Over the years, many business owners have asked attorneys the question “Should I register my trademark?" Of course, the standard attorney answer is “maybe”. In most cases, the answer is usually “yes”, but there are some circumstances when the answer is “no”.
The reason the answer is usually “yes” is that registration of your trademark with the United States Patent and Trademark Office (“USPTO”) provides your business with a significant number of benefits. The following is a short summary of some of the benefits of obtaining a U. S. trademark registration.
- Ownership - You are the presumptive owner of the US registered trademark throughout the United States, even if you only do business in one town in one state. Another business interested in the trademark has to prove that you are not the owner.
- Property Rights - With ownership come property rights that can be bought, sold, licensed, and used as security, just like other property.
- Exclusivity - You have the right to exclude others that attempt to use the same or similar marks for the same or similar services across the entire United States. In the case of famous marks, the exclusivity may extend to goods and services that you do not offer.
- Preemption - Your trademark can present an obstacle or prevent the registration of the same or similar trademark in the USPTO.
- Nationwide Public Notice - Your registration provides nationwide constructive notice to all potential infringers of your rights in the trademark. Furthermore, in the modern era, many businesses will perform an Internet search and a search of the USPTO trademark database before choosing a trademark. When most, and possible nearly all, businesses find that the same or a similar trademark is already registered, those businesses will tend to choose a different trademark.
- Incontestability - If your trademark is suggestive or arbitrary in nature, you can apply for incontestability of your registration after 5 years of continuous use. Incontestability expands your enforcement rights and reduces the types of challenges that can be made against your trademark.
- Enforcement - You can sue the potential infringer for money damages and seek injunctions to prevent further use of the trademarks. In addition, other businesses, such as advertisers, may be more willing to cooperate with you in stopping the use of infringing trademarks if you have a registered trademark.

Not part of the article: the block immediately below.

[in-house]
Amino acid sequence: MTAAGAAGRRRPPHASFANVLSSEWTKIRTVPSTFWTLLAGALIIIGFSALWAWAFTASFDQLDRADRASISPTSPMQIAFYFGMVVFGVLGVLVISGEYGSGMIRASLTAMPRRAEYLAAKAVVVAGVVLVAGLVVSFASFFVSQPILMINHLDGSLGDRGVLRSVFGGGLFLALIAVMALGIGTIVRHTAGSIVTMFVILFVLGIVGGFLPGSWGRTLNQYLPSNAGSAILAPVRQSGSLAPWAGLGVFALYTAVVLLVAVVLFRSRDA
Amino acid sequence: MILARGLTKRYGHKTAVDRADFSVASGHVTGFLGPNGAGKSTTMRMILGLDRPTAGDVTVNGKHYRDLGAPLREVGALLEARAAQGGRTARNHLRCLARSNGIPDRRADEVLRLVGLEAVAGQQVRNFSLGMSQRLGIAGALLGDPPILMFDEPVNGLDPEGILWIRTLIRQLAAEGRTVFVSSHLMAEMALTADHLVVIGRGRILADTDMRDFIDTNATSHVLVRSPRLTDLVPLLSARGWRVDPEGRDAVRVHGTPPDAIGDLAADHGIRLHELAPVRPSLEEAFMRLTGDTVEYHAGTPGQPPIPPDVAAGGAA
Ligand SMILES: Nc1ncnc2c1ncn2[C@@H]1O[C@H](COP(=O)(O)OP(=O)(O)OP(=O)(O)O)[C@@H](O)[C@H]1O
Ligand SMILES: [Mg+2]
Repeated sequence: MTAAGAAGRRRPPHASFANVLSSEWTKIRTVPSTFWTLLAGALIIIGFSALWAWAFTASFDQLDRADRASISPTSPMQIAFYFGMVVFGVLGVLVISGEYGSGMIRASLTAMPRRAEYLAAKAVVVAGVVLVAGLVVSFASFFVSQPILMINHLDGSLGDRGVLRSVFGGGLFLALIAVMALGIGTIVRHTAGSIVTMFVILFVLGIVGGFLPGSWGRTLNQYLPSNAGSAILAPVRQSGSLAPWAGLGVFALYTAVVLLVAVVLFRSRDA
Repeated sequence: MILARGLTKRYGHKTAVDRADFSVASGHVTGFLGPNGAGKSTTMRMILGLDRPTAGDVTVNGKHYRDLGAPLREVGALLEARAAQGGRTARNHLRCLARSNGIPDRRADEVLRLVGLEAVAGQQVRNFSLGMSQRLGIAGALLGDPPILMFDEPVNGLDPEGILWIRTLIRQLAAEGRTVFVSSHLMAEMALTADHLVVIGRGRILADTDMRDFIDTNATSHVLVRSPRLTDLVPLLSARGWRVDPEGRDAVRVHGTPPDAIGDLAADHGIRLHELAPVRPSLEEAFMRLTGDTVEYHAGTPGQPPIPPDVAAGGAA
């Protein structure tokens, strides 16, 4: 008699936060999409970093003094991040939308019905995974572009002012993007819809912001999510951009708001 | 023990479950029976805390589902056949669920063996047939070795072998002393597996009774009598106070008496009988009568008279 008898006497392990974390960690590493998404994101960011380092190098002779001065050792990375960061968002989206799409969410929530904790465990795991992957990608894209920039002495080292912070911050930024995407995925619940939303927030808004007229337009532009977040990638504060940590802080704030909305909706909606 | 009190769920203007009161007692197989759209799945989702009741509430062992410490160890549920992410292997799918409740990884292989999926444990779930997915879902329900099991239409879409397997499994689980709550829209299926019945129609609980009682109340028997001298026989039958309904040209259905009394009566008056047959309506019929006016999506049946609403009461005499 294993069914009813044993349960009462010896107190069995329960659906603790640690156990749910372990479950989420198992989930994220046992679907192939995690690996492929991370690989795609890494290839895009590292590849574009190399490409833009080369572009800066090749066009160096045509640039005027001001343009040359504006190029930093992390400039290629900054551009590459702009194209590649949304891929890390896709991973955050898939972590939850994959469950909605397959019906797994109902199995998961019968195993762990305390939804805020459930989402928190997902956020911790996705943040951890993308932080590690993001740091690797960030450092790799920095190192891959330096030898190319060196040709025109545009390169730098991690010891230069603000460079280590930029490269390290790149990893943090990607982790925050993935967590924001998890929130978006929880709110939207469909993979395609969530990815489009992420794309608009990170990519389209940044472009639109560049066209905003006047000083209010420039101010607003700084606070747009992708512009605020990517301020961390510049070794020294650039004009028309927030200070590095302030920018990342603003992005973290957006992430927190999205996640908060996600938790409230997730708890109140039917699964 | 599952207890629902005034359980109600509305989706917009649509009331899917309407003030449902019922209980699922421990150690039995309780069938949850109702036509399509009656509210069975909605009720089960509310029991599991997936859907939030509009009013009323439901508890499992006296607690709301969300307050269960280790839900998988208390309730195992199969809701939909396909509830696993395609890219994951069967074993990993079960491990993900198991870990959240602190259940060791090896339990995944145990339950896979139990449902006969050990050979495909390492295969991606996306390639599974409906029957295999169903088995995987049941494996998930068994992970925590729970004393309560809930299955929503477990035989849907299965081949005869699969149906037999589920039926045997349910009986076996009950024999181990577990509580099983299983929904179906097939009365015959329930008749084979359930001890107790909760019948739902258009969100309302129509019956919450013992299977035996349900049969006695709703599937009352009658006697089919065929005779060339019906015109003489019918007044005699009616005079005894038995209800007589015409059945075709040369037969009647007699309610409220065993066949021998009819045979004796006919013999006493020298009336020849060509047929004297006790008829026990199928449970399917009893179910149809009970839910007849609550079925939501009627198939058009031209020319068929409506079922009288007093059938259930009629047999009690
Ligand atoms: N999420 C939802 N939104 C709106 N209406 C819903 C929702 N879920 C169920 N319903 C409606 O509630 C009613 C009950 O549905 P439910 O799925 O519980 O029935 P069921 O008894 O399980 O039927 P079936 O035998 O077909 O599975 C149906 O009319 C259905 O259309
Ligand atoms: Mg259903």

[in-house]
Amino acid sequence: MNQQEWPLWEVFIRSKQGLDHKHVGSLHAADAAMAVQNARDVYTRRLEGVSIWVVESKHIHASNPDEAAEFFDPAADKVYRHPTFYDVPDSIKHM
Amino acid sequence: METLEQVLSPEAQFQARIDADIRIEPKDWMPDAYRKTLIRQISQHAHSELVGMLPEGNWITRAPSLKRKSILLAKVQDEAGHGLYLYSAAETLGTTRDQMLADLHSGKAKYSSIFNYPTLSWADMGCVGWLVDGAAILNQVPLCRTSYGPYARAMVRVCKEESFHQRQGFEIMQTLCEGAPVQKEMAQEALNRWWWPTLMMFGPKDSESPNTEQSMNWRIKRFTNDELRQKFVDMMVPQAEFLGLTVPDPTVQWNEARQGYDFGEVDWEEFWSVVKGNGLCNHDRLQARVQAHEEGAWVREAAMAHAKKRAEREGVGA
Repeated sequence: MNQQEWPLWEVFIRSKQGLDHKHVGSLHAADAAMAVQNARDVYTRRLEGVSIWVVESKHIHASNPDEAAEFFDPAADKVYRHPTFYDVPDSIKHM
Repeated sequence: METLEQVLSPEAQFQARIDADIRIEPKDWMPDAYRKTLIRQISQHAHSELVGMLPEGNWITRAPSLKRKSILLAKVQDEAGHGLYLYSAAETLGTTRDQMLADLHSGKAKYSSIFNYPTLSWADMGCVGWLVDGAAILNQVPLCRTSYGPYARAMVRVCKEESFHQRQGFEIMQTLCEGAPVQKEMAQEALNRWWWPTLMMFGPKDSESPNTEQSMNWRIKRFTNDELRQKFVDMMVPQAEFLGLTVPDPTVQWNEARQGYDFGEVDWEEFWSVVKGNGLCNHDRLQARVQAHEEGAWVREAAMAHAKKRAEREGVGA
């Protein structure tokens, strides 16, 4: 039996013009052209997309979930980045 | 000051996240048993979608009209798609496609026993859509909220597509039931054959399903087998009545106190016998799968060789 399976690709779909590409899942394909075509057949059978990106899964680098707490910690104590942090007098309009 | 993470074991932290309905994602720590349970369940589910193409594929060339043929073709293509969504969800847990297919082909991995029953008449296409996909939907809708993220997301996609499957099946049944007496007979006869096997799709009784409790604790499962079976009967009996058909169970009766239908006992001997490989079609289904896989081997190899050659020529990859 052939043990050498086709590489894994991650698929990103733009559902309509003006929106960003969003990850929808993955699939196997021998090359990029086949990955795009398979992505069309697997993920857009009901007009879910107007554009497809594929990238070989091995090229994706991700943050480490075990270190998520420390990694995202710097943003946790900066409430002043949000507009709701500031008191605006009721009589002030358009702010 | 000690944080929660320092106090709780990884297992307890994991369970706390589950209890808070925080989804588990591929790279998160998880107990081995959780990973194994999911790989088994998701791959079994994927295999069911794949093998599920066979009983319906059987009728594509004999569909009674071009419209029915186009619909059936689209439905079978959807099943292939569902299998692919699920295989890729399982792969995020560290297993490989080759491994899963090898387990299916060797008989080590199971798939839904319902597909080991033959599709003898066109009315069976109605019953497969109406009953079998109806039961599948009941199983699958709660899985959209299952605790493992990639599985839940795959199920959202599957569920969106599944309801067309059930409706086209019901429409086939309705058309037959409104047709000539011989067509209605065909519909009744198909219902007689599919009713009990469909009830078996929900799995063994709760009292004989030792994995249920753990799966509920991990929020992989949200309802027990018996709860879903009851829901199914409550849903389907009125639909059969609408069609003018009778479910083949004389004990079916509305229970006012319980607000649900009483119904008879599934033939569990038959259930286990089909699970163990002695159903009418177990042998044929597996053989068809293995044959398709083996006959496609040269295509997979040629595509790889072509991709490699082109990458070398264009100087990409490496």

- Timeliness - The trademark application process can be started after the marketing team selects the trademark, but before the business even begins to use the trademark, or after the trademark is already in use. The USPTO generally responds to the application within 3-4 months and the entire registration process is often completed within one year from the application.
Furthermore, all of the aforementioned benefits may be obtained for a relatively low cost. US trademark application fees are nominal $250 for each class of good and services. Many trademarks are registered in just one class and usually only require a few hours of legal services to search, prepare, file, and prosecute the application.
With all of the aforementioned benefits of registering trademarks in the USPTO, the next question may be “when should I not register my trademark?" While business may have a number of reasons not to register a trademark, here are a few reasons to consider.
- Limited Use - If you are planning on using the trademark for a short period of time, the above benefits may be of a limited value to your business and/or not worth the expense.
- Similar Registered Trademark - While you do not typically want to be in this situation, you may find that your trademark is similar to another trademark being used for similar goods and services or goods and services in the same class. This situation can inadvertently arise due to the large variety of goods and services in each class, so products that really are not very similar may be classified in the same trademark class.
- Descriptive & Generic Marks - Businesses sometimes adopt marks that are highly descriptive and generic names for the goods and services being sold. While those marks may have some value to the business, that value may not be protectable as a trademark. For example, if you own a barber shop on Main Street, you can adopt the mark “Main Street Barber”, but it is highly descriptive of your service and location, as well as every other barber on every Main Street, so it is probably not protectable as a trademark.
With all of the potential benefits of trademark registration and the potential detriments of not considering trademarks, it is highly recommended that all business owners and executives give due consideration to the impact of trademarks on their business.
Michael C. Antone, a Registered US Patent Attorney, serves as Of Counsel at Davis, Agnor, Rapaport & Skalny LLC. For questions about this article or other questions regarding intellectual property, please contact Michael.